Fairfax County wildlife officials want drivers to know that deer breeding season means an increased number of deer crossing the road.
From the Fairfax County Police Department:
Deer movements and behaviors may be unpredictable and deer-vehicle collisions are a serious public safety concern. November and December, statistically, have the highest number of crashes involving deer in Fairfax County and police warn residents to be aware.
In 2012, there were 27 crashes involving deer in the month of November, and a total of 140 deer-related crashes over the entire year. In 2013, there have been 118 deer-vehicle crashes so far.
The Fairfax County wildlife biologist and police urge motorists to be alert, drive with caution and remember these safety tips:
Watch for eye shine along roadsides. Deer travel in herds so if you see one, others may be near. Use high beams when traffic permits to spot them at a greater distance. Deer are most active between 6 and 9 pm. Deer crossing signs mark areas of high deer travel. Immediately begin to slow vehicle if you spot a deer.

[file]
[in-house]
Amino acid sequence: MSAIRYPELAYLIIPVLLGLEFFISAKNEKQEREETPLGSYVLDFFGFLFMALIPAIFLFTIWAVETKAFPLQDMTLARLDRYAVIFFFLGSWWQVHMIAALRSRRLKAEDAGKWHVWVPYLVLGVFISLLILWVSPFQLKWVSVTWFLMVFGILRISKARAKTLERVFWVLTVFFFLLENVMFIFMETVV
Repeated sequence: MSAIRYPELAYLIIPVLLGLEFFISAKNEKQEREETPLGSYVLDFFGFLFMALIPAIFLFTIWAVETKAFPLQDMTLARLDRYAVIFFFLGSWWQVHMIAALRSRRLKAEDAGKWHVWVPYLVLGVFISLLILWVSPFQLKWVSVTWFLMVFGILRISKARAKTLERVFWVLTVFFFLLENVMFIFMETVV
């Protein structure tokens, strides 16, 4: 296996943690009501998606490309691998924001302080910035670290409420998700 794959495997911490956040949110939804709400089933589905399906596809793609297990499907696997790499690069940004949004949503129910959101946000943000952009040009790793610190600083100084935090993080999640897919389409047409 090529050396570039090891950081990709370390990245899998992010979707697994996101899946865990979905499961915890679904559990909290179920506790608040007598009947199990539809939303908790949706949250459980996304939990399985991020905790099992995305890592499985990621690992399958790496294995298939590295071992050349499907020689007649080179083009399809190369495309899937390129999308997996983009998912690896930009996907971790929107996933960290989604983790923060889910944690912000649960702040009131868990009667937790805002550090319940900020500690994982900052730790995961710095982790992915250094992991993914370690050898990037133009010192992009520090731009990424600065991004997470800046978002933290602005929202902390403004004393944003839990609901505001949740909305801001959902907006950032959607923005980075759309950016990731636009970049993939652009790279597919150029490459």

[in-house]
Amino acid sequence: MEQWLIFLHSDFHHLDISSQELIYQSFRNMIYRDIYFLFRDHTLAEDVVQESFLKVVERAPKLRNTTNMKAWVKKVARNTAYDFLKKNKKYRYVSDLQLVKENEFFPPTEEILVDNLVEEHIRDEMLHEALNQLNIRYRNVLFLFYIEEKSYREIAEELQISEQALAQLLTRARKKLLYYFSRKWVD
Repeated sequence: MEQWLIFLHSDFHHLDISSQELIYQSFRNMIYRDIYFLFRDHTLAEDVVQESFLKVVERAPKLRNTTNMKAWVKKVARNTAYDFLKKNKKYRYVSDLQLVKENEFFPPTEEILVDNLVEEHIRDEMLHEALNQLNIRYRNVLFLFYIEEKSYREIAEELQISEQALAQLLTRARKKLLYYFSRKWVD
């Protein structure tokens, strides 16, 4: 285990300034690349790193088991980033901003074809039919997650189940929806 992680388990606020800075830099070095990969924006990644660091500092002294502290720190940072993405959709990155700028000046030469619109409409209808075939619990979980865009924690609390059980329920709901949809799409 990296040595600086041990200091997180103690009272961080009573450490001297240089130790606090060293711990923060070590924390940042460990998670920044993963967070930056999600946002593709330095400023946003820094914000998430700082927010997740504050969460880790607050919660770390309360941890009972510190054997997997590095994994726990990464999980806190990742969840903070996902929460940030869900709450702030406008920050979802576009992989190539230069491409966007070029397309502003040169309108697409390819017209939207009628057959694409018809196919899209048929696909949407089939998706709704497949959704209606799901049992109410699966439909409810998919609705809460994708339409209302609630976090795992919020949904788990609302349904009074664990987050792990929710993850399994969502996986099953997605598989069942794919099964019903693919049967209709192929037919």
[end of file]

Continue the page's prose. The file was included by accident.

If a deer jumps in your vehicle’s path, continue to reduce speed and grasp steering wheel firmly with both hands.
If a deer is stopped in the roadway, reduce speed and flash your headlights.Deer can become mesmerized or blinded by bright steady lights.
If a collision seems inevitable, attempting to swerve out of the way could cause loss of control and increase the chance of a more serious injury.This applies to all smaller animals, too.
Never depend on hood whistles, car horns, or other devices to scare deer out of your path.Several studies have shown that these methods do not always work.
If a deer is injured or killed, contact Fairfax County Police Department (non-emergency) at 703-691-2131.
Photo of car damaged by collision with a deer courtesy of Fairfax County Police.
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